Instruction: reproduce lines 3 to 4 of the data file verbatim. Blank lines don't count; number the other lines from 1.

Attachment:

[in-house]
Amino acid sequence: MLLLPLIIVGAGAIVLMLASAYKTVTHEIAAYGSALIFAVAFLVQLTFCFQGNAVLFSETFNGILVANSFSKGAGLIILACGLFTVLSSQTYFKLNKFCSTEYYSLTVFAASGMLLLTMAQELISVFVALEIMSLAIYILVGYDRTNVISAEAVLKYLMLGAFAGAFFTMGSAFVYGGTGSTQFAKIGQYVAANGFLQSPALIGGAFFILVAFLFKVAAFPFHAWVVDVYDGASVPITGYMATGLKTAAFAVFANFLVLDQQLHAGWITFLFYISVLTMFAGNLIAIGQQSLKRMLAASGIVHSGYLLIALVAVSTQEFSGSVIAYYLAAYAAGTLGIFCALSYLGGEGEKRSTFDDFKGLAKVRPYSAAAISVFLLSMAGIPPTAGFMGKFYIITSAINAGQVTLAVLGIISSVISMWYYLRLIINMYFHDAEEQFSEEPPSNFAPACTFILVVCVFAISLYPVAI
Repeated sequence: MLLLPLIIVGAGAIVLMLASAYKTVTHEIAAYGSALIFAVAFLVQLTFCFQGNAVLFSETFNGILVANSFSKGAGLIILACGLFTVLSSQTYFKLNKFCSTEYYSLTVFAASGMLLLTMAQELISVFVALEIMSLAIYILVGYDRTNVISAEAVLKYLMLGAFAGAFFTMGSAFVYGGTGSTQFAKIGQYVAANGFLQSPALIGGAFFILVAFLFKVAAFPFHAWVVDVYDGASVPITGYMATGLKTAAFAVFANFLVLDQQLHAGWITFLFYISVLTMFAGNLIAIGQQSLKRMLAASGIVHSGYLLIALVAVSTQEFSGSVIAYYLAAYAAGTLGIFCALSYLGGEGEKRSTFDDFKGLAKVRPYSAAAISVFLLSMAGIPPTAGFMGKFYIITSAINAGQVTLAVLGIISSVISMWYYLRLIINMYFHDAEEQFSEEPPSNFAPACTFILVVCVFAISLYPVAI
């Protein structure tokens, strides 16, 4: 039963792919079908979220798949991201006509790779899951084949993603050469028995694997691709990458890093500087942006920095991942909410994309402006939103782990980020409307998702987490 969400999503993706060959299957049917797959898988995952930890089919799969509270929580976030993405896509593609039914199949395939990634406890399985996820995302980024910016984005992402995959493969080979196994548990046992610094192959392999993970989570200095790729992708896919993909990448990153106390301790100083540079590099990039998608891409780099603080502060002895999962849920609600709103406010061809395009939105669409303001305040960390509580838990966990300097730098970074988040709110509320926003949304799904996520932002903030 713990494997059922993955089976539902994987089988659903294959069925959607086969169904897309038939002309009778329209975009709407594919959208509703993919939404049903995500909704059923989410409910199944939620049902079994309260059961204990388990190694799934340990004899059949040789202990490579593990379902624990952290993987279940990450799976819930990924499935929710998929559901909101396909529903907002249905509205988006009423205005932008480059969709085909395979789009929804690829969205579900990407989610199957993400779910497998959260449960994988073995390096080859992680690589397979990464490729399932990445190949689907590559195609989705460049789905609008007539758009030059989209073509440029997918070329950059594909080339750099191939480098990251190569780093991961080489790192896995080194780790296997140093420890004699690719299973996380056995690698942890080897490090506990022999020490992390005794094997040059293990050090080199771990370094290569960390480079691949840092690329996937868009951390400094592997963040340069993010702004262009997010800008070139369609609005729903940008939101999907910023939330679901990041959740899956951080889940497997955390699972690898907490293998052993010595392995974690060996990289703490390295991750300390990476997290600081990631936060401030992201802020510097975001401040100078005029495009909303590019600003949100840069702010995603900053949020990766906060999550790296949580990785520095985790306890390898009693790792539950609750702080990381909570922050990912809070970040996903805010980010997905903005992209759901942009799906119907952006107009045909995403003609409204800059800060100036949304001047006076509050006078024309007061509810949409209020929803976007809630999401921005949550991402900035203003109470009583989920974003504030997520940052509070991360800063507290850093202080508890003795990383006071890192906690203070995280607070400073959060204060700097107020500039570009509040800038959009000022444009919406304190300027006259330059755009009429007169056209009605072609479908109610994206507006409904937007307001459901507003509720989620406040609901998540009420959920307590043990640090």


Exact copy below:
Repeated sequence: MLLLPLIIVGAGAIVLMLASAYKTVTHEIAAYGSALIFAVAFLVQLTFCFQGNAVLFSETFNGILVANSFSKGAGLIILACGLFTVLSSQTYFKLNKFCSTEYYSLTVFAASGMLLLTMAQELISVFVALEIMSLAIYILVGYDRTNVISAEAVLKYLMLGAFAGAFFTMGSAFVYGGTGSTQFAKIGQYVAANGFLQSPALIGGAFFILVAFLFKVAAFPFHAWVVDVYDGASVPITGYMATGLKTAAFAVFANFLVLDQQLHAGWITFLFYISVLTMFAGNLIAIGQQSLKRMLAASGIVHSGYLLIALVAVSTQEFSGSVIAYYLAAYAAGTLGIFCALSYLGGEGEKRSTFDDFKGLAKVRPYSAAAISVFLLSMAGIPPTAGFMGKFYIITSAINAGQVTLAVLGIISSVISMWYYLRLIINMYFHDAEEQFSEEPPSNFAPACTFILVVCVFAISLYPVAI
């Protein structure tokens, strides 16, 4: 039963792919079908979220798949991201006509790779899951084949993603050469028995694997691709990458890093500087942006920095991942909410994309402006939103782990980020409307998702987490 969400999503993706060959299957049917797959898988995952930890089919799969509270929580976030993405896509593609039914199949395939990634406890399985996820995302980024910016984005992402995959493969080979196994548990046992610094192959392999993970989570200095790729992708896919993909990448990153106390301790100083540079590099990039998608891409780099603080502060002895999962849920609600709103406010061809395009939105669409303001305040960390509580838990966990300097730098970074988040709110509320926003949304799904996520932002903030 713990494997059922993955089976539902994987089988659903294959069925959607086969169904897309038939002309009778329209975009709407594919959208509703993919939404049903995500909704059923989410409910199944939620049902079994309260059961204990388990190694799934340990004899059949040789202990490579593990379902624990952290993987279940990450799976819930990924499935929710998929559901909101396909529903907002249905509205988006009423205005932008480059969709085909395979789009929804690829969205579900990407989610199957993400779910497998959260449960994988073995390096080859992680690589397979990464490729399932990445190949689907590559195609989705460049789905609008007539758009030059989209073509440029997918070329950059594909080339750099191939480098990251190569780093991961080489790192896995080194780790296997140093420890004699690719299973996380056995690698942890080897490090506990022999020490992390005794094997040059293990050090080199771990370094290569960390480079691949840092690329996937868009951390400094592997963040340069993010702004262009997010800008070139369609609005729903940008939101999907910023939330679901990041959740899956951080889940497997955390699972690898907490293998052993010595392995974690060996990289703490390295991750300390990476997290600081990631936060401030992201802020510097975001401040100078005029495009909303590019600003949100840069702010995603900053949020990766906060999550790296949580990785520095985790306890390898009693790792539950609750702080990381909570922050990912809070970040996903805010980010997905903005992209759901942009799906119907952006107009045909995403003609409204800059800060100036949304001047006076509050006078024309007061509810949409209020929803976007809630999401921005949550991402900035203003109470009583989920974003504030997520940052509070991360800063507290850093202080508890003795990383006071890192906690203070995280607070400073959060204060700097107020500039570009509040800038959009000022444009919406304190300027006259330059755009009429007169056209009605072609479908109610994206507006409904937007307001459901507003509720989620406040609901998540009420959920307590043990640090």